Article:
One of my favorite things to do in the liminal space between winter solstice and the first few weeks of a brand new year is reflecting on the year that has passed and visioning the year that is to come.
Liminal refers to that transition place between the past (what was) and entering a new space (what’s next) – a time of waiting, and not yet knowing.
This liminal space holds the promise of transformation, if we allow it to do its magic.
One of the ways of entering this mystery is through creating a collage of images. I save images from junk mail, catalogs, or brochures throughout the year.
Our unconscious already knows what’s waiting in the wings…
As I create my collage trusting that I will find the right images and that they will arrange themselves in just the right way into a synergistic whole, something exciting and mysterious emerges. I always know when it is complete. I may not always know the deeper meaning of everything in the collage, but it usually reveals itself as the year progresses.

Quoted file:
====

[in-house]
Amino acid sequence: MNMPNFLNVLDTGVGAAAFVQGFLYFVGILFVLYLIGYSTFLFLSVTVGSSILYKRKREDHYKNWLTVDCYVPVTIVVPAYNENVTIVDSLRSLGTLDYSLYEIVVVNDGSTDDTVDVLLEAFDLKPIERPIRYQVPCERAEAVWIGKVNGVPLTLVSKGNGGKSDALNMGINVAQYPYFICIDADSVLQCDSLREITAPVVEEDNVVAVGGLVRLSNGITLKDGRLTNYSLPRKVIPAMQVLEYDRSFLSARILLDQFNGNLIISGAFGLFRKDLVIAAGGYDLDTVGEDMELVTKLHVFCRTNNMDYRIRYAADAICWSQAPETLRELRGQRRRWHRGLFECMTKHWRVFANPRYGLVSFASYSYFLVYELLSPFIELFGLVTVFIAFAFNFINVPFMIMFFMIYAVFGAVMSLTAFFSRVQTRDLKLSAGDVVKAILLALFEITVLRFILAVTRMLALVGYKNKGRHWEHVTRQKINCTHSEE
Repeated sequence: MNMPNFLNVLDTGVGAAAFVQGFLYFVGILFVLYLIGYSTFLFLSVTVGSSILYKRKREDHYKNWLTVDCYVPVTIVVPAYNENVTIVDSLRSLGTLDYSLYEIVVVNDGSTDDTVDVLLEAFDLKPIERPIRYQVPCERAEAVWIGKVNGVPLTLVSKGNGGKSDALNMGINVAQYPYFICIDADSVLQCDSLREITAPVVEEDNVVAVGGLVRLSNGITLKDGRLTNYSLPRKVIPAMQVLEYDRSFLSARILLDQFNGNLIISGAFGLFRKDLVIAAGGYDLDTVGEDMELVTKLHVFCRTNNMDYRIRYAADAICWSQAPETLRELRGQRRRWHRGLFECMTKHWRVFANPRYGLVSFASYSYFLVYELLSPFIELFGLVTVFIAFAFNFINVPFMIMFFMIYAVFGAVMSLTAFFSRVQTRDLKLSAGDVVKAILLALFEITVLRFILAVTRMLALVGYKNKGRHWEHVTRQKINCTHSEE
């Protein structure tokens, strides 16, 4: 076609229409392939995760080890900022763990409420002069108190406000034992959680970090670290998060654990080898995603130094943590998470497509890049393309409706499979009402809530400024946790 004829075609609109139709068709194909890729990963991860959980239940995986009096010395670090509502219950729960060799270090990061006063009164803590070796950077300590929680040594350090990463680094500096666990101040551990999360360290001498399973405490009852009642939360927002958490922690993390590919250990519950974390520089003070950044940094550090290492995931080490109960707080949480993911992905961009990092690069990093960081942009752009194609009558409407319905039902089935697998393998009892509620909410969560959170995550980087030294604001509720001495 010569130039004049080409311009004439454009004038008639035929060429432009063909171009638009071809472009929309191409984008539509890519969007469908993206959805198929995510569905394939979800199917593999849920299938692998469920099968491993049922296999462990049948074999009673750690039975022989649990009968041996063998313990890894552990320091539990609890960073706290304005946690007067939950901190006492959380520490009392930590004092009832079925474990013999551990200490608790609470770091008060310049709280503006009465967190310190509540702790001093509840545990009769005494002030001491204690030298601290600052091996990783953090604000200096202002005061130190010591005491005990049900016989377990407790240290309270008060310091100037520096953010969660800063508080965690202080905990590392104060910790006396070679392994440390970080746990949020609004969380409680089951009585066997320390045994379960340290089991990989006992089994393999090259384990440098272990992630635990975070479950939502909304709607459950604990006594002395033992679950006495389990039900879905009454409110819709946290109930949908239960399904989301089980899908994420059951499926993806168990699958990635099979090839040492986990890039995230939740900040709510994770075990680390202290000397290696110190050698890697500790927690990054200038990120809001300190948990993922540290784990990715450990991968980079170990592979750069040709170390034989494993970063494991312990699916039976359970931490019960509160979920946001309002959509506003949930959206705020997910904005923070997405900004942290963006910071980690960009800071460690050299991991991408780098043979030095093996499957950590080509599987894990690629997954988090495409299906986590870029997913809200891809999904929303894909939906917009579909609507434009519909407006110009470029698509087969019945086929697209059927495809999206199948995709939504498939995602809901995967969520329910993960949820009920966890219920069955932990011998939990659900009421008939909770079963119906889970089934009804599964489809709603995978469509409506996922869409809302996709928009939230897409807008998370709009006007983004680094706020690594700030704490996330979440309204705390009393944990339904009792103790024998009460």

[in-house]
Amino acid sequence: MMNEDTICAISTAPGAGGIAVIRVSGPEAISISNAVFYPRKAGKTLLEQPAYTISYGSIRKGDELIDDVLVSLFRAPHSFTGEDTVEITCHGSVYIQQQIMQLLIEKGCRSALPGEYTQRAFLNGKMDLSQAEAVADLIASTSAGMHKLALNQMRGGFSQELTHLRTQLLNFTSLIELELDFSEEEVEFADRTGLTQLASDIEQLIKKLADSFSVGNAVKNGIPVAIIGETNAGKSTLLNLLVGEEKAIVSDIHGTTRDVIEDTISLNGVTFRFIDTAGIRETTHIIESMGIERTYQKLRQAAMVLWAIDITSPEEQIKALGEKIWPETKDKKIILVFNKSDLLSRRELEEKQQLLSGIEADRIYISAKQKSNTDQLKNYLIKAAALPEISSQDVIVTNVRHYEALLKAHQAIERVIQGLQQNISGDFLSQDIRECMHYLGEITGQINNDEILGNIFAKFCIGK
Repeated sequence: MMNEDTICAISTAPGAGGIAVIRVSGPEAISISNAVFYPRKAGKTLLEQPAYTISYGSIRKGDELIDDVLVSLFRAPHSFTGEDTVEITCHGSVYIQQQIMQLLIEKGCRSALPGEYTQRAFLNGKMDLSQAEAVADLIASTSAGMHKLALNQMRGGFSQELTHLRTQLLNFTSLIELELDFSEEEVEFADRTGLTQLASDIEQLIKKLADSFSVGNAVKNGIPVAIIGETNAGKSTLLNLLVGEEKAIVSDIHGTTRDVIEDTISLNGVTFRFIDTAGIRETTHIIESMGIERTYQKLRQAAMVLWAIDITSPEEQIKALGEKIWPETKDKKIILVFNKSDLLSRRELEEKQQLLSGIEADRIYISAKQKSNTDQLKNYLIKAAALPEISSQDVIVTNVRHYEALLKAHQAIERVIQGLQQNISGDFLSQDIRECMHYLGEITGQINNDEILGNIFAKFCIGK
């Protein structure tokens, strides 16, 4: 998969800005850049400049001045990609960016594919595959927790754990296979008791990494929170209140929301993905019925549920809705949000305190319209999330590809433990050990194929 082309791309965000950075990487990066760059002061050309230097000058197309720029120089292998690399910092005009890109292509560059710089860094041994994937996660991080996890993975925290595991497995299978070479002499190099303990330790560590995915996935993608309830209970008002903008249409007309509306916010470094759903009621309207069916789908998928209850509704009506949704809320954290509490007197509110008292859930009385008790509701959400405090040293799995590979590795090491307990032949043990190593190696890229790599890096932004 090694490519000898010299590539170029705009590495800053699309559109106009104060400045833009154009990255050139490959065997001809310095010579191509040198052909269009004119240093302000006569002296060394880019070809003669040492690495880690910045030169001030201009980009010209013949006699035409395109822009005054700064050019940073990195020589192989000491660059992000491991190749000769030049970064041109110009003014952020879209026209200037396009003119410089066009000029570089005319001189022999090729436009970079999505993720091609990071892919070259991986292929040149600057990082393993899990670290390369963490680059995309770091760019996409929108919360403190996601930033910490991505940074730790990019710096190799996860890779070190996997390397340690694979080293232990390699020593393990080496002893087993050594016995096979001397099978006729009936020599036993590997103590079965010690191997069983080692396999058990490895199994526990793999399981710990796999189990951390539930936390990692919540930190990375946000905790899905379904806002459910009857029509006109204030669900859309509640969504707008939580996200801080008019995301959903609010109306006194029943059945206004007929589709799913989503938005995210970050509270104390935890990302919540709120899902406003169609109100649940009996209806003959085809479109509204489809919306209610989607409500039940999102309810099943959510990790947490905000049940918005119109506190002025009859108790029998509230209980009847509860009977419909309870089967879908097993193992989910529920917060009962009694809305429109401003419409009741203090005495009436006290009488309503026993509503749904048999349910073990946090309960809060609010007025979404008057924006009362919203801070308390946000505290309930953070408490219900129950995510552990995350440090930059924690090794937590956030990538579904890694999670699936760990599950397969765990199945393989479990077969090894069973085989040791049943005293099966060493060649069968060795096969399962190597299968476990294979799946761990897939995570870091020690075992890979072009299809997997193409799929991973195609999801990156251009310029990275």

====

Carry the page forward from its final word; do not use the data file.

This is the collage I created at the beginning of 2017:
I can see my anxiety reflected over political issues introducing a year of more political engagement than I have probably had through my entire life. There are images that remind me of my spiritual practices that help keep everything in perspective and balance; a tenderness for youth and innocence – yes, we are accountable and responsible for the condition of the planet we are leaving behind for our descendants; the need for nourishment, health, and self-nurture to balance out the starkness of the struggle for good; the need for both connection and solitude.
And it was an intense year, with lots of opposing forces, both on the inside and the outside, both within relationships and on a national and worldwide scale.
I will create another collage for 2018, again honoring and invoking that liminal space described so well by R. Rohr:
“…where we are betwixt and between the familiar and the completely unknown. There alone is our old world left behind, while we are not yet sure of the new existence. That’s a good space where genuine newness can begin. Get there often and stay as long as you can by whatever means possible… This is the sacred space where the old world is able to fall apart, and a bigger world is revealed. If we don’t encounter liminal space in our lives, we start idealizing normalcy. The threshold is God’s waiting room. Here we are taught openness and patience as we come to expect an appointment with the divine Doctor.” (Richard Rohr, Author and Theologian).
Daily Post Weekly Photo Challenge: 2017 Favorites